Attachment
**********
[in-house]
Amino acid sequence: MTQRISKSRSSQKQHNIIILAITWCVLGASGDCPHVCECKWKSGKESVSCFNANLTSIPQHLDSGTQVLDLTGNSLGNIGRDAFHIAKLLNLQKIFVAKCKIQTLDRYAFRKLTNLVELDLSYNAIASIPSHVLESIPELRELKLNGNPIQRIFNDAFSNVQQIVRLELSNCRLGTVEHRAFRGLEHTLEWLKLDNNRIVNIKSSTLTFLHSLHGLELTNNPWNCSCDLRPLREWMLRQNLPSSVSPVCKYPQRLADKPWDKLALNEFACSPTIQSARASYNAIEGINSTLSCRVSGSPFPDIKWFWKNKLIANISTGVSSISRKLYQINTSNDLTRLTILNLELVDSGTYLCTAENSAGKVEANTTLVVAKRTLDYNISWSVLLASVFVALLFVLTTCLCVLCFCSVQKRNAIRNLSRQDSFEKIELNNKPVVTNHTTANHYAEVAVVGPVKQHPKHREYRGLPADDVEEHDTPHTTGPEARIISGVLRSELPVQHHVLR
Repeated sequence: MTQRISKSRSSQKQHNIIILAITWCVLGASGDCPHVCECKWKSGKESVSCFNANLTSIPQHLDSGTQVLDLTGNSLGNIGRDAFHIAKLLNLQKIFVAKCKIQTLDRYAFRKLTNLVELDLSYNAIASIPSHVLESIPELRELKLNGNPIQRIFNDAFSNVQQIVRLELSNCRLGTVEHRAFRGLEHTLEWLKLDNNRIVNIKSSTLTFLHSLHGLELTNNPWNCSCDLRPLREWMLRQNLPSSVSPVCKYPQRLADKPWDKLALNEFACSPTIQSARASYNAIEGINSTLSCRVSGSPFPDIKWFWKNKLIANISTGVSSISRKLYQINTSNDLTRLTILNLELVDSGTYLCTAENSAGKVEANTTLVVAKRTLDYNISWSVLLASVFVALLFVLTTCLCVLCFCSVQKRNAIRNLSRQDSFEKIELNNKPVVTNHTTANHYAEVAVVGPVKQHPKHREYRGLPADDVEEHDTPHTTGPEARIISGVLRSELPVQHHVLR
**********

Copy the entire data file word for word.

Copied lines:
[in-house]
Amino acid sequence: MTQRISKSRSSQKQHNIIILAITWCVLGASGDCPHVCECKWKSGKESVSCFNANLTSIPQHLDSGTQVLDLTGNSLGNIGRDAFHIAKLLNLQKIFVAKCKIQTLDRYAFRKLTNLVELDLSYNAIASIPSHVLESIPELRELKLNGNPIQRIFNDAFSNVQQIVRLELSNCRLGTVEHRAFRGLEHTLEWLKLDNNRIVNIKSSTLTFLHSLHGLELTNNPWNCSCDLRPLREWMLRQNLPSSVSPVCKYPQRLADKPWDKLALNEFACSPTIQSARASYNAIEGINSTLSCRVSGSPFPDIKWFWKNKLIANISTGVSSISRKLYQINTSNDLTRLTILNLELVDSGTYLCTAENSAGKVEANTTLVVAKRTLDYNISWSVLLASVFVALLFVLTTCLCVLCFCSVQKRNAIRNLSRQDSFEKIELNNKPVVTNHTTANHYAEVAVVGPVKQHPKHREYRGLPADDVEEHDTPHTTGPEARIISGVLRSELPVQHHVLR
Repeated sequence: MTQRISKSRSSQKQHNIIILAITWCVLGASGDCPHVCECKWKSGKESVSCFNANLTSIPQHLDSGTQVLDLTGNSLGNIGRDAFHIAKLLNLQKIFVAKCKIQTLDRYAFRKLTNLVELDLSYNAIASIPSHVLESIPELRELKLNGNPIQRIFNDAFSNVQQIVRLELSNCRLGTVEHRAFRGLEHTLEWLKLDNNRIVNIKSSTLTFLHSLHGLELTNNPWNCSCDLRPLREWMLRQNLPSSVSPVCKYPQRLADKPWDKLALNEFACSPTIQSARASYNAIEGINSTLSCRVSGSPFPDIKWFWKNKLIANISTGVSSISRKLYQINTSNDLTRLTILNLELVDSGTYLCTAENSAGKVEANTTLVVAKRTLDYNISWSVLLASVFVALLFVLTTCLCVLCFCSVQKRNAIRNLSRQDSFEKIELNNKPVVTNHTTANHYAEVAVVGPVKQHPKHREYRGLPADDVEEHDTPHTTGPEARIISGVLRSELPVQHHVLR